The Science of Snowfall

As winter approaches, the northern hemisphere begins to prepare for snow. This week, Everyday Einstein explains the science behind snowfall, including snowflakes' shape and their implication towards the Earth's climate, and even shows us how to make our own snow. 

Sabrina Stierwalt, PhD
4-minute read
Episode #311
image of snowflakes

Most snowflakes are no bigger than half an inch across, but if the conditions are just right (near-freezing temperatures, not a lot of wind, and an unstable atmosphere) snowflakes as large as 2 inches are possible.

What Does Snowfall Tell Us About Climate?

Individual weather events like snow storms or blizzards are linked to the overall climate of the planet, like the variations in patterns of temperature, humidity, and precipitation over long timescales. For example, snow cover helps regulate the Earth’s surface temperature, and snow melt replenishes the water supply in rivers and lakes. Thus warmer or shorter winters with less consistent snowfall and shrinking glaciers can be signs of a shrinking water supply to come.

Snow also has a very high albedo, which means it's very good at reflecting sunlight. Plants and dirt reflect only 10-30% of sunlight while snow can reflect up to 90% of the sun’s rays. This reflection of sunlight by snow cover helps maintain a cooler planet by sending that solar energy back out into space.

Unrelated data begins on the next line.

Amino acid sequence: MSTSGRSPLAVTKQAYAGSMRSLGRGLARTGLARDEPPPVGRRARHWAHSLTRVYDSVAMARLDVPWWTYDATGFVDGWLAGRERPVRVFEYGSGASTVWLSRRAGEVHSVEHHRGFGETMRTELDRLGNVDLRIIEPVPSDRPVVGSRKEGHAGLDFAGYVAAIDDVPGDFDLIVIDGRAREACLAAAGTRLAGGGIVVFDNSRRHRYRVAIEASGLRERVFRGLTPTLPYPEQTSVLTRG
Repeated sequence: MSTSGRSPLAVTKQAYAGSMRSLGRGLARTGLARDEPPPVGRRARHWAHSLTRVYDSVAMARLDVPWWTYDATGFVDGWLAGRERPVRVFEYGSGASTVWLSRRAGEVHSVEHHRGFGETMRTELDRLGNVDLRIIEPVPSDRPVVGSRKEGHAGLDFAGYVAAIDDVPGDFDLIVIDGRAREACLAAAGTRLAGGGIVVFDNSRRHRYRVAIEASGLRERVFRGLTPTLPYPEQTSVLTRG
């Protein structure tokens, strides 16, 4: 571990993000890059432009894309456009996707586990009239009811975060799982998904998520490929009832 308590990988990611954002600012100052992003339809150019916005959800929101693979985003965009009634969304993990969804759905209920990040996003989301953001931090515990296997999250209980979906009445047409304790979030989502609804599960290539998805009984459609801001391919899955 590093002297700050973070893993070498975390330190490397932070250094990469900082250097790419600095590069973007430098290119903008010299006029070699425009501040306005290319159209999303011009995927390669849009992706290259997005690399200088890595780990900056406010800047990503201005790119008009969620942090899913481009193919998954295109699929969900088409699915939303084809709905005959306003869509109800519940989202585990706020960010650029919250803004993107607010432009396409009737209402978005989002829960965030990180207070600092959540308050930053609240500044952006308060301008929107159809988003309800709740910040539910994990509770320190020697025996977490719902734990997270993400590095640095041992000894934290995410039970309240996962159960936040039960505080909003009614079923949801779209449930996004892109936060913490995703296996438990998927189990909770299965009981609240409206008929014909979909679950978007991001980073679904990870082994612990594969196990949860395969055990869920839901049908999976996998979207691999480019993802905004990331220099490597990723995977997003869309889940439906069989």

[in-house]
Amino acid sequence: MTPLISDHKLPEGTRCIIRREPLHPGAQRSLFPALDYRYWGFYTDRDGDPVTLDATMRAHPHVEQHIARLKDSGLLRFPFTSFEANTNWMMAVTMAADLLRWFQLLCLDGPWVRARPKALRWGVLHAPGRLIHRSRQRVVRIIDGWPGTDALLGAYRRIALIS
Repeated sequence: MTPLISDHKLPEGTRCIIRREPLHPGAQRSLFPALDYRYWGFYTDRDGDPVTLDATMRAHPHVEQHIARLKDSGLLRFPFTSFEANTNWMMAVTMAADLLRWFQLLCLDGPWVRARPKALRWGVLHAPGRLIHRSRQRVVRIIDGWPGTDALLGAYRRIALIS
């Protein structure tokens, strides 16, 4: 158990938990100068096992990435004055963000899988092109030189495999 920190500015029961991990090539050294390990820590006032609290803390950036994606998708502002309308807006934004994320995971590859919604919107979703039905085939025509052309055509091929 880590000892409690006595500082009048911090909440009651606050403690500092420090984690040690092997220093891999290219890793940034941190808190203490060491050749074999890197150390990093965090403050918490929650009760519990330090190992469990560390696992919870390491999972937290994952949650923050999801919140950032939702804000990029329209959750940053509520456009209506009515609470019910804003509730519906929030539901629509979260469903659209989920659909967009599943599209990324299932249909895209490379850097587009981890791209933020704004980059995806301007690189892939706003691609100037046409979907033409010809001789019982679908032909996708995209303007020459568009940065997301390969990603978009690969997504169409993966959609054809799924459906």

How Can I Make My Own Snow?

There are many recipes for making your own snow at a range of consistencies from powdery to slimy. For example, mixing equal amounts of cornstarch and baking soda into a bowl and then adding water slowly until you can form a snowball with your hands will allow for a snowball fight even in warmer weather. If your “snow” gets too runny, don’t worry—just add more cornstarch and baking powder. And for something even easier, you can simply buy instant snow powders. Just add water!

Until next time, this is Sabrina Stierwalt with Everyday Einstein’s Quick and Dirty Tips for helping you make sense of science. You can become a fan of Everyday Einstein on Facebook or follow me on Twitter, where I’m @QDTeinstein. If you have a question that you’d like to see on a future episode, send me an email at everydayeinstein@quickanddirtytips.com.

Image courtesy of shutterstock.


About the Author

Sabrina Stierwalt, PhD

Dr Sabrina Stierwalt earned a Ph.D. in Astronomy & Astrophysics from Cornell University and is now a Professor of Physics at Occidental College.

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